The more prepared you are through education – not only in design but also in economics and engineering – the better you will cope in the real situation and solve different problems.
Immediately after graduating from the University of Art and Design in Helsinki, you were offered a job in Iittala, which is not very common. What was it like for you, as a young designer, to collaborate with a company with such iconic heritage?
As a student I won a scholarship which included working for Iittala. I spent three months in a factory surrounded by the company’s history and know-how. Then they decided to hire me as their designer and I remained with them for four years. I was privileged with this offer because finding a job as a designer in Finland right after graduation from college is very rare. There I gained valuable experience, but in late 2000, I decided to establish my own studio. By that time, I had already gained extensive experience in working with glass, and at that time the first products from my Pro Arte collection were launched. The products from the Art Works collection were launched in 2009. In order to create new products for Iittala, a Swedish consulting company participated in the process.
You had a chance to work with many innovative companies that appreciate good design and know how to work with designers. Can you describe that collaboration?
Every company has a different approach, depending on the complexity of the project. In my studio – Friends of Industry – we do everything in teams, and the client is one of the team members. I have to say that about 75% of our projects will never be materialized because they are a part of our consulting services related to research and development. For example, we advise companies who are starting new projects, the companies that have applied for subsidies for the Finnish Innovation Fund. In order for their request to be approved, they must have a detailed idea and design documentation, which is a where we come in, advising them on how to develop products in a better and more competitive manner. We also design their products for them, but that is not the most important thing at this stage. For them, we explore the innovative applications of new materials or we invent a technique that will improve certain process or a method of manufacturing. One client was developing equipment for the manipulation of muscles during rehabilitation. The device was made of a new material, and our task was to find a way to adjust it so that a person can manage it directly, with his/her body.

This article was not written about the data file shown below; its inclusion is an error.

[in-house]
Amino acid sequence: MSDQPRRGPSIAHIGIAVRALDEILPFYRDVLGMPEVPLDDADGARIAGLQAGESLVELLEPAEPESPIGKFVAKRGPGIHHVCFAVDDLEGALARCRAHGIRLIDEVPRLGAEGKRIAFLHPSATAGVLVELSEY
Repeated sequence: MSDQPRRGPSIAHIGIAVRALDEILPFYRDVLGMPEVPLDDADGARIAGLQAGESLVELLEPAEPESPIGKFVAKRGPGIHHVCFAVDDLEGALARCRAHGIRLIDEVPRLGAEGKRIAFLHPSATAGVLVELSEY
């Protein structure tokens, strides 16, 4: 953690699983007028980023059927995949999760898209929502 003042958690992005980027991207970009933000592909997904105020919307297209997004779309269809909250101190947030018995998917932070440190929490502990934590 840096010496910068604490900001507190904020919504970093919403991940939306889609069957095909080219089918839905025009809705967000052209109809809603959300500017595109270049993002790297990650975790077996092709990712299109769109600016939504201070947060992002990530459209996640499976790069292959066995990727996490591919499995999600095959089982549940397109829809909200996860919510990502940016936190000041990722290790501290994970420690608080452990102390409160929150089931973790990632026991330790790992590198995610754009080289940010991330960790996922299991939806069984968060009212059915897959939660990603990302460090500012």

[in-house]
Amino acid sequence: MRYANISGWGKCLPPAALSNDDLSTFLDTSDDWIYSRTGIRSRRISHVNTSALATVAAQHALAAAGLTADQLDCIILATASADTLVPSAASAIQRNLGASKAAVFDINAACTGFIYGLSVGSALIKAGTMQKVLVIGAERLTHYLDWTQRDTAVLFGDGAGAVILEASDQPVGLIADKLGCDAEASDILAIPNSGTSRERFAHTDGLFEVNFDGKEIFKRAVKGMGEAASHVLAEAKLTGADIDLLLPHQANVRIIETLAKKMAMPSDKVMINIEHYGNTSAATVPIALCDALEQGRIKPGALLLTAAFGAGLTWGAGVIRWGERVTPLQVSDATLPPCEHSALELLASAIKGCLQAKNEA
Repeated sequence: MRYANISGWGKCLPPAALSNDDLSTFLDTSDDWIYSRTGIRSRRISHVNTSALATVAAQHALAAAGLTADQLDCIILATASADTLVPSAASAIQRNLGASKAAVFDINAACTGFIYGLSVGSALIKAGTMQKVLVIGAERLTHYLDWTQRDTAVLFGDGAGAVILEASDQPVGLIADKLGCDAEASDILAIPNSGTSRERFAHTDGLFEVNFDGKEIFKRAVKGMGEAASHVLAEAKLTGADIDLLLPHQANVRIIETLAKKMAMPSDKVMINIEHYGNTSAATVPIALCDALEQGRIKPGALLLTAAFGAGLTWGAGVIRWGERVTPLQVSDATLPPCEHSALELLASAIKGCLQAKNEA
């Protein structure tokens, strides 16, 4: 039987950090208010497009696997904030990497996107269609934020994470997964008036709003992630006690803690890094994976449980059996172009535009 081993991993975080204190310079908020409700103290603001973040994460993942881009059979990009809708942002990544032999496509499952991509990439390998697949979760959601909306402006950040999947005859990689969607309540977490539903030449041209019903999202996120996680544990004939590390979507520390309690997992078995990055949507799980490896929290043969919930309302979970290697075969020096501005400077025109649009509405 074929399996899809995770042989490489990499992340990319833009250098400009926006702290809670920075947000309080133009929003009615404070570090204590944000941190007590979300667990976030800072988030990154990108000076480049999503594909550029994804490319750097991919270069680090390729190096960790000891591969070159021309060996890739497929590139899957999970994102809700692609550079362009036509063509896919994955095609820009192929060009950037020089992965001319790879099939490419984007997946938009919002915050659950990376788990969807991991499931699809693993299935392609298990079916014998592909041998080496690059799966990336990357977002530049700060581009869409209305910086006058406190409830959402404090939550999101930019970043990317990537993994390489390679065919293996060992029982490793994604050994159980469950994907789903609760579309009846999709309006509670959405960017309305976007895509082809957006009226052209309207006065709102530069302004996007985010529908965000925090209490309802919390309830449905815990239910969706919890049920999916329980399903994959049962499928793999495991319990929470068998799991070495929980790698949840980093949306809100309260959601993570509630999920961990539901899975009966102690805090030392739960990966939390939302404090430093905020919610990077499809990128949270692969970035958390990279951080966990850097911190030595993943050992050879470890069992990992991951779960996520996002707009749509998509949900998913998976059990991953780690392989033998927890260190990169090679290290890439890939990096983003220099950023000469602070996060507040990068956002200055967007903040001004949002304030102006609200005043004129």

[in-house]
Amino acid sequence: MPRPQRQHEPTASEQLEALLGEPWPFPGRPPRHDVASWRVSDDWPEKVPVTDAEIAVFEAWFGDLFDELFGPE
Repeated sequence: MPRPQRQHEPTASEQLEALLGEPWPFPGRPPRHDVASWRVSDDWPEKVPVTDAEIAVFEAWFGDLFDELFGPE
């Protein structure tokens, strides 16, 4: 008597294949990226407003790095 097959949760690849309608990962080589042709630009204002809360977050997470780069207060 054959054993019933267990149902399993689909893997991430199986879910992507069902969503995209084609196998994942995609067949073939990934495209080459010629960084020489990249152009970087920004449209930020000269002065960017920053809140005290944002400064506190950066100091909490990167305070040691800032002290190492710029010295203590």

You designed objects made of almost every material, using various kinds of materials equally well.
Materials are like computers. You must know the technique and the tools you are working with. You also must have the problem to solve, the concept of your idea and the consumers for whom you design. If you start working with the intention to make something out of glass, than what you do is a hobby, not design. When you start working on a concept, it doesn’t matter which material you are using. The only important thing is that you know the material well.
Aesthetics Alone Do Not Imply Competitiveness – Innovation Does
Would you say – based on your international experience – that the companies are using design more or less in their competition strategies?
It depends on the company – the ones that work on innovations are more successful on the market than those with traditional approach. Good design is the essential part of all consumer goods. But today, it is no longer enough to invent a new form or a beautiful object, and those companies that invest in decorating are not competitive enough. However, there is always need for better solutions to some problems and if you provide that solution, you gain a longer-term competitive advantage on the market.